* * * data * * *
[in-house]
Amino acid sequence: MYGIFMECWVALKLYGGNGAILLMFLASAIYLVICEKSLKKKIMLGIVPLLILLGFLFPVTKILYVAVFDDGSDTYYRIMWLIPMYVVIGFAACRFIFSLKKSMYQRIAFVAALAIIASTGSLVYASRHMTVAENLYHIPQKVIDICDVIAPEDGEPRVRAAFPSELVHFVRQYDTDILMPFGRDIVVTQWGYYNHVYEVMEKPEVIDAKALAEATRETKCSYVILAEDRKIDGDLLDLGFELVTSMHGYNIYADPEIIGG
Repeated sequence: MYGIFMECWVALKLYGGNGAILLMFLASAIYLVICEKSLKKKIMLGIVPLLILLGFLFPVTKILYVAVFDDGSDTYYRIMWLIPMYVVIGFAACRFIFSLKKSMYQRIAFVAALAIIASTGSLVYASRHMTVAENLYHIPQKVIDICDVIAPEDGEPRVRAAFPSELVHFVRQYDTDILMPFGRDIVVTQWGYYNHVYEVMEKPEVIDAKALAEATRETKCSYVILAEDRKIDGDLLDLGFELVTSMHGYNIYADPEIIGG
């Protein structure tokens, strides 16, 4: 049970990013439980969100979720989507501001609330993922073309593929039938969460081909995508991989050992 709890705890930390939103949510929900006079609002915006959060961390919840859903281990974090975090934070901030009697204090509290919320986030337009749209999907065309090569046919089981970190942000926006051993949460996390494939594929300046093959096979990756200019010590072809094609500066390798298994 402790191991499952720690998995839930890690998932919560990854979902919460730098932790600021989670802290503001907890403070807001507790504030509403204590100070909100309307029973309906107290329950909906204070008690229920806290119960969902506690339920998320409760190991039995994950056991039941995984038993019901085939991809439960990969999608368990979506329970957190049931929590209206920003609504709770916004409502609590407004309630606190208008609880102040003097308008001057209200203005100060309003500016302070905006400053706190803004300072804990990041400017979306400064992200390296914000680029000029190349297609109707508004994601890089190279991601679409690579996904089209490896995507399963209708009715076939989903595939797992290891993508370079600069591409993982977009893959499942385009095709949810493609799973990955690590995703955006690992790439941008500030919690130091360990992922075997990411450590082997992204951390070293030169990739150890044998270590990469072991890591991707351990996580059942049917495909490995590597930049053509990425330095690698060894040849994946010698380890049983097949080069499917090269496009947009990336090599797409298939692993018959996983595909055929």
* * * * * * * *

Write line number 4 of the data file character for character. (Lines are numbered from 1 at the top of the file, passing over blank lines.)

């Protein structure tokens, strides 16, 4: 049970990013439980969100979720989507501001609330993922073309593929039938969460081909995508991989050992 709890705890930390939103949510929900006079609002915006959060961390919840859903281990974090975090934070901030009697204090509290919320986030337009749209999907065309090569046919089981970190942000926006051993949460996390494939594929300046093959096979990756200019010590072809094609500066390798298994 402790191991499952720690998995839930890690998932919560990854979902919460730098932790600021989670802290503001907890403070807001507790504030509403204590100070909100309307029973309906107290329950909906204070008690229920806290119960969902506690339920998320409760190991039995994950056991039941995984038993019901085939991809439960990969999608368990979506329970957190049931929590209206920003609504709770916004409502609590407004309630606190208008609880102040003097308008001057209200203005100060309003500016302070905006400053706190803004300072804990990041400017979306400064992200390296914000680029000029190349297609109707508004994601890089190279991601679409690579996904089209490896995507399963209708009715076939989903595939797992290891993508370079600069591409993982977009893959499942385009095709949810493609799973990955690590995703955006690992790439941008500030919690130091360990992922075997990411450590082997992204951390070293030169990739150890044998270590990469072991890591991707351990996580059942049917495909490995590597930049053509990425330095690698060894040849994946010698380890049983097949080069499917090269496009947009990336090599797409298939692993018959996983595909055929």